Nowhere more was that evident than at The Etihad, the glitzy new home for FC Manchester City, last year’s Premier League champs. We took a ride over there on an off day to check out the stadium and the grounds. Displayed everywhere – on walls, on benches, on poles, are fan quotes, describing their signature game experiences. In rapid fire comments, fans talk about going with their dad to their first game ever, or seeing a goal or play which inspired them, or a bonding experience with other fans which left them longing for more. Many of the quotations are lump-in-your-throat thoughts. Then there is this tome, simply plastered on the side wall of a concession stand outside the stadium. Kind of says it all, doesn’t it.
The Ultimate Sports Road Trip – all 122 franchises in four North American sports, and now add European stops in Germany, Finland, Switzerland and the United Kingdom to the itinerary of sports experiences. The only question that remains now is… How soon can we go back?
Special thanks to the many people who helped out and assisted in making this USRT so memorable and special.
In Mannheim, our friends Stefan Schaefer, Dominik Kaiser, Anna Chaluppa, Max Gotz and Sven Schaller rolled out the red carpet. Adler press officer Mathias Fries provided game tickets, and the incomparable PA guy and game night host Udo Scholz was lights out awesome.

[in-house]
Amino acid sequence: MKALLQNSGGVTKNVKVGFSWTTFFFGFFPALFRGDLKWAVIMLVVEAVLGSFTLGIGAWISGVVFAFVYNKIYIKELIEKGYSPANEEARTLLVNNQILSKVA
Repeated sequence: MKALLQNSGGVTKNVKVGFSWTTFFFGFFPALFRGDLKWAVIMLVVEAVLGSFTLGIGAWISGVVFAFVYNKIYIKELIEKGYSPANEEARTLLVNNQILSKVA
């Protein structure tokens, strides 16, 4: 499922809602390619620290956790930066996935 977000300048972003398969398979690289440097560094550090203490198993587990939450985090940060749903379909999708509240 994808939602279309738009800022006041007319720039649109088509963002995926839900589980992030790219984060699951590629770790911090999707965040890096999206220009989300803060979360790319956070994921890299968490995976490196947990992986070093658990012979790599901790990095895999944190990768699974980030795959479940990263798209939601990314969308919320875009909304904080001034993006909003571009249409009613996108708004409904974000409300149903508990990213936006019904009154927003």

In Bern, it was Mathias Mueller from IMS Sports AG who gave us the royal welcome, the tour, and a great viewing perch from their end zone sky box. Special assist to Rudy Consoni from Resort Realty in St Petersburg, FL for setting all this up.
Our magical time in Dortmund, beer and schnitzel and an evening in a soccer clubhouse came about thanks to cousins Mathias Burchardt and Ralf Burchardt.
What more can we say about our superstar booster Chris Boyes of Wakefield, UK?! He flew down to Zurich and took the local train to join us for the SC Bern game, then when we got to England took care of getting all the game tickets and drove us around to all the events we attended. Beer, wings and baseball await for the Boyes family when they come visit Buffalo in ’14!
Lastly, cheers to our friend at home, Matt Ricchiazzi. When our outbound flights got messed up, Matt raced over to fetch us and get us to the airport to make it to an earlier flight. And he picked us up at Toronto/Pearson on our return home.
Thank you friends, one and all, the USRT is that much more because of support from great friends like you!